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digitalmars.D.learn - Arrray sizeof

reply RenatoL <rexlen gmail.com> writes:
snippet:


int[] arr1 = [1,2,3,4,5];
int[5] arr2 = [1,2,3,4,5];
writeln(arr1.sizeof);
writeln(arr2.sizeof);

Output:
8
20

"0 is ok to me but why "8"??
Dec 24 2011
next sibling parent "Mr. Anonymous" <mailnew4ster gmail.com> writes:
On 24.12.2011 18:46, RenatoL wrote:
 snippet:


 int[] arr1 = [1,2,3,4,5];
 int[5] arr2 = [1,2,3,4,5];
 writeln(arr1.sizeof);
 writeln(arr2.sizeof);

 Output:
 8
 20

 "0 is ok to me but why "8"??

8 is the size of the int[] type, which contains two pointers (or a pointer and a size). To get 20, you can use: arr1[0].sizeof * arr1.length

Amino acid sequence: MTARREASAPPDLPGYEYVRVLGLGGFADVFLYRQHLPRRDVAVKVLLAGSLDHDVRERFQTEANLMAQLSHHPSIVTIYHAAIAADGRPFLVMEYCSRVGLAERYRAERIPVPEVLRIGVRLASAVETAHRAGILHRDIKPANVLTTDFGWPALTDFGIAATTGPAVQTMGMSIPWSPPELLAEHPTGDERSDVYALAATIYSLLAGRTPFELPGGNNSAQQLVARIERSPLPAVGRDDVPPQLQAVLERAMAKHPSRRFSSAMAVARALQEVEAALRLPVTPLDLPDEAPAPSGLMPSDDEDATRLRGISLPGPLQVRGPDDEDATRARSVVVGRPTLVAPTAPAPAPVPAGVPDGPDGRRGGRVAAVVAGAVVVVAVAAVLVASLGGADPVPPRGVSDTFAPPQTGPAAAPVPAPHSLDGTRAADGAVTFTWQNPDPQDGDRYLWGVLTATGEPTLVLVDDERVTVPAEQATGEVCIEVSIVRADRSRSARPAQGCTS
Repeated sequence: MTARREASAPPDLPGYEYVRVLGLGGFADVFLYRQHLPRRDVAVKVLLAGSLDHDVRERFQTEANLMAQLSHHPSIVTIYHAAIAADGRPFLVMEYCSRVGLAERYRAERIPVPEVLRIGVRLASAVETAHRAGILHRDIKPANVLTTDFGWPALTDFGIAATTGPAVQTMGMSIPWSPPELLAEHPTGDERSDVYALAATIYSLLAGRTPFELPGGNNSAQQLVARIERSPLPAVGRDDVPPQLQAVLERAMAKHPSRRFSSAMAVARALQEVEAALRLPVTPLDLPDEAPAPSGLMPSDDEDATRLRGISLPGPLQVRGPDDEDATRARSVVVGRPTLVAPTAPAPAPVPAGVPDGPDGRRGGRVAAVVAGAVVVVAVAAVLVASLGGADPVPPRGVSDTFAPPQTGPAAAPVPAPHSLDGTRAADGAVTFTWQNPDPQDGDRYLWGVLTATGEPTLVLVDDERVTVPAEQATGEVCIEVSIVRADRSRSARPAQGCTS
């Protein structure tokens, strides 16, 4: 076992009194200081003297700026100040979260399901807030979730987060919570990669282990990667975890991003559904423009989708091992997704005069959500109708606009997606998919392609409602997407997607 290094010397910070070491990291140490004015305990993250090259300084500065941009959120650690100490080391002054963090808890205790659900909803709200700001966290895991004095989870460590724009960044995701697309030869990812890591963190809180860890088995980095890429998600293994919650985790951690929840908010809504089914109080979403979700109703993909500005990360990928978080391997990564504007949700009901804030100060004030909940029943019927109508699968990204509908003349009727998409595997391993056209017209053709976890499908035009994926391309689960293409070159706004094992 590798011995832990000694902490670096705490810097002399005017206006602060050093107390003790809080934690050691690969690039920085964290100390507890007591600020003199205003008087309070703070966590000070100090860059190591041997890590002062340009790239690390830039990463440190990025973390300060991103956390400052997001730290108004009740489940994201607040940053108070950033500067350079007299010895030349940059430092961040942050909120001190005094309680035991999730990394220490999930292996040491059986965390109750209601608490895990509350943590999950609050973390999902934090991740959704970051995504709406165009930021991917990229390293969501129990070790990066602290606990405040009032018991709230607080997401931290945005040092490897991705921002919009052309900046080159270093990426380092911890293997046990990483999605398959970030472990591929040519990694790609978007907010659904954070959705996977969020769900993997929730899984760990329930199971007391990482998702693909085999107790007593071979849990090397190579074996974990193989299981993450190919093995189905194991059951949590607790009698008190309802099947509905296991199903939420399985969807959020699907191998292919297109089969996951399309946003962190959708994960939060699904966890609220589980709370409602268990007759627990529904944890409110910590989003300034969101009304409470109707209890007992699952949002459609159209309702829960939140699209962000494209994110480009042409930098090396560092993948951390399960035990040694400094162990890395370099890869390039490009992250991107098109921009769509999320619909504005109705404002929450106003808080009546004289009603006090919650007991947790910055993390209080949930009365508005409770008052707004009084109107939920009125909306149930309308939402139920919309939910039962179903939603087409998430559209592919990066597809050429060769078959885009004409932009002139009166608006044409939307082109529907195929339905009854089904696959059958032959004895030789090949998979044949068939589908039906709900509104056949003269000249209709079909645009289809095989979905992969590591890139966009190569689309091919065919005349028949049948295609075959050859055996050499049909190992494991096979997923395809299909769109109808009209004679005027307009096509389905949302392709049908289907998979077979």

Dec 24 2011
prev sibling parent "Regan Heath" <regan netmail.co.nz> writes:
On Sat, 24 Dec 2011 16:46:18 -0000, RenatoL <rexlen gmail.com> wrote:

 snippet:


 int[] arr1 = [1,2,3,4,5];
 int[5] arr2 = [1,2,3,4,5];
 writeln(arr1.sizeof);
 writeln(arr2.sizeof);

 Output:
 8
 20

 "0 is ok to me but why "8"??

It's a quirk of D that int[] is a reference type, so you get the size of the reference (as My Anonymous said, a length and pointer) whereas int[5] is a value type, so you get the size of the value. It's the same as the following C.. int *arr1; int arr2[5]; printf("%d\n", sizeof(arr1)); printf("%d\n", sizeof(arr2)); R -- Using Opera's revolutionary email client: http://www.opera.com/mail/
Dec 28 2011